I’m in south-eastern Sicily, driving back to my hotel after spotting flamingos in a nature reserve, and as I drive along the Contrada Vendicari, a car is parked on the right side of the road with the boot open, the driver digging in my back.
It’s a narrow street, so I keep left and just as I pass his vehicle, there’s a rumble on the side of my car. In the rearview mirror, I see Block jump into his car and pull out.
Seconds later he’s behind me and motions for me to stop.
I drive another hundred yards to a driveway and he pulls up next to me. We have a problem.
The driver points to his side mirror, which is hanging loose and is only attached to the car with the cables.
On the side of my car, near the gas cap, there is a 50 cm long strip of black sticky rubber that the helpful guy is now rubbing off with a cloth. It comes off easily and leaves nothing behind.
But there is no damage to my vehicle. Not a scratch on the side, not a dent in my right-hand mirror, but his—he sighs, shrugs, pantomiming my car slamming into his with a bang.
It’s clear who’s to blame, isn’t it?
“Police,” he says. “Insurance”.
He is calm and looks like a man to do business with.
“How much?” I ask and he immediately tells me – 180 euros.
I look in my wallet. I’m 65. I hold it out to him, he looks disappointed, but he shrugs, takes it, gets in his car and drives off, the dangling mirror swinging, and realization slowly dawns. I was cheated on.
Nothing that just happened makes sense. The black sticky goo, the hanging mirror without a scratch on my vehicle, the immediate mention of a price, the willingness to accept a far smaller sum.
My car never touched his. I should have telephoned immediately, called the police, taken photos of the damage – but a foreign country, a different language that is not spoken perfectly, an unfairly treated driver who wants to put a bad afternoon behind him – reason is on vacation.
Scammers are back at work. They are awesome, they are fast and as a tourist you are vulnerable. You’re probably distracted and unprepared, you probably don’t speak enough language to argue, you don’t know how to contact the police — and that makes you a soft target.
The ring thing
This happened to me on a side street near the Arc de Triomphe in Paris. As he passed, another pedestrian picked something up off the sidewalk and asked, “Did you drop that?”
It’s a heavy ring and even to my untrained eye it looks like brass. But if you look interested, your eagle-eyed friend will tell you it’s gold and even show you a hallmark to indicate authenticity. If you fall for it and claim ownership, he will demand a reward.
The fraud is based on greed and naivety. It may look like gold, but it isn’t and is worth a few shillings at most.
The unprepared moment
You’re sitting at a café table, a local comes up and asks a question – it can be a light for his cigarette or the way to the next subway station. You look up and reply, he thanks you and you watch as he wanders off.
Your phone that was just lying on the table has grown legs, or the bag that was slung over the back of your chair has just made a run.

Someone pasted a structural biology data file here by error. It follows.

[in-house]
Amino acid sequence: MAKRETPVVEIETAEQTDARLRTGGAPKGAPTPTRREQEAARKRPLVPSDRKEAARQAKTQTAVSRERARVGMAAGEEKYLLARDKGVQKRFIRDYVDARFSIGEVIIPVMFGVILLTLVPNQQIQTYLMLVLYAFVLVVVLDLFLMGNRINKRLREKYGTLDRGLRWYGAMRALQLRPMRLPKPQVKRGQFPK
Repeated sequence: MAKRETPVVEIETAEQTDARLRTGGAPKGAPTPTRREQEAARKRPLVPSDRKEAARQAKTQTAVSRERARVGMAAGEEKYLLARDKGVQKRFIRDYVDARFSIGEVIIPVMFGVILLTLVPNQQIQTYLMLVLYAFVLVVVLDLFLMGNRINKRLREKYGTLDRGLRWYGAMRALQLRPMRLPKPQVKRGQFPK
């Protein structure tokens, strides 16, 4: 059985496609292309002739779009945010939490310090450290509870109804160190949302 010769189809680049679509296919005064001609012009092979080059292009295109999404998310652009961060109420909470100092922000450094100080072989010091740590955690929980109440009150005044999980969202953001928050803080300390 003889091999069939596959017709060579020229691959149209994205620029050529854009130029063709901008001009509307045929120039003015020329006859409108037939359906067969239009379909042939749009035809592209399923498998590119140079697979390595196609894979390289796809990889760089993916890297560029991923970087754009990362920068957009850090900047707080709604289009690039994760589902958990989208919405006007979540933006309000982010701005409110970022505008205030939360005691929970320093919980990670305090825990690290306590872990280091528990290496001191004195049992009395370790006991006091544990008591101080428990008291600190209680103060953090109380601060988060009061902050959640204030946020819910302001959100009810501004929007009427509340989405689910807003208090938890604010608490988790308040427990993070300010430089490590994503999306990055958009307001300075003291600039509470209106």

All that distracts you is potential profit for street magicians looking to make your wallet or phone disappear. It could be a street performer. As you watch the performance, an achievement circles behind the crowd, checking back pockets.
The faithful stranger who just wants to help
“If you buy gems here, you can sell them back in your country for a high price.”
This is a classic backpacker scam that relies on the toxic trifecta of greed, trust, and ignorance.
Those “diamonds” might turn out to be cubic zirconia or even glass, that pretty “aquamarine” a much less valuable blue topaz – but you probably won’t know that until you try to sell your jewels to someone who knows what What is.
Another variant of this scam, you are friends with a local who knows a lot about his city. You talk, sit down, he buys you coffee and after a while the conversation turns to money. He will tell you that he can get you a much better bang for your buck.
“Just give me your money and wait here. No no you can’t come with me, the guy works in secret and he doesn’t trust anyone he doesn’t know.” And that’s the last you’ll see of him.
Protect your cards
Recent data breaches at Optus and Medicare have resulted in a data deluge of customer information falling into the hands of rogues, and that should be a wake-up call for travelers.
Debit cards are vulnerable. When you use a debit card or travel money card, you can limit the damage if the card falls into the wrong hands by limiting the balance available on the card.
Rather than carrying a debit or travel money card with thousands of dollars on it, keep your balance in a safe account and load the card with smaller amounts — but beware of the top-up fees associated with some travel money cards.
If you need to enter your PIN to authorize a transaction, cover the keypad with your hand.
Payments with Apple Pay or Google Pay are more secure than using a physical card. Both require Face ID or Touch ID authentication to make a payment. While a card number is linked to financial information that could be misused, payments made with a digital wallet use tokenization that creates a unique code at the point of purchase without revealing the buyer’s primary account number. A stolen card can be used to pay for goods and services, but a thief would have a hard time with a stolen smartphone or payable wearable device.
See also: Housesitting warning after Australians are deported from US
See also: I avoided a new travel rip-off simply by pressing a button
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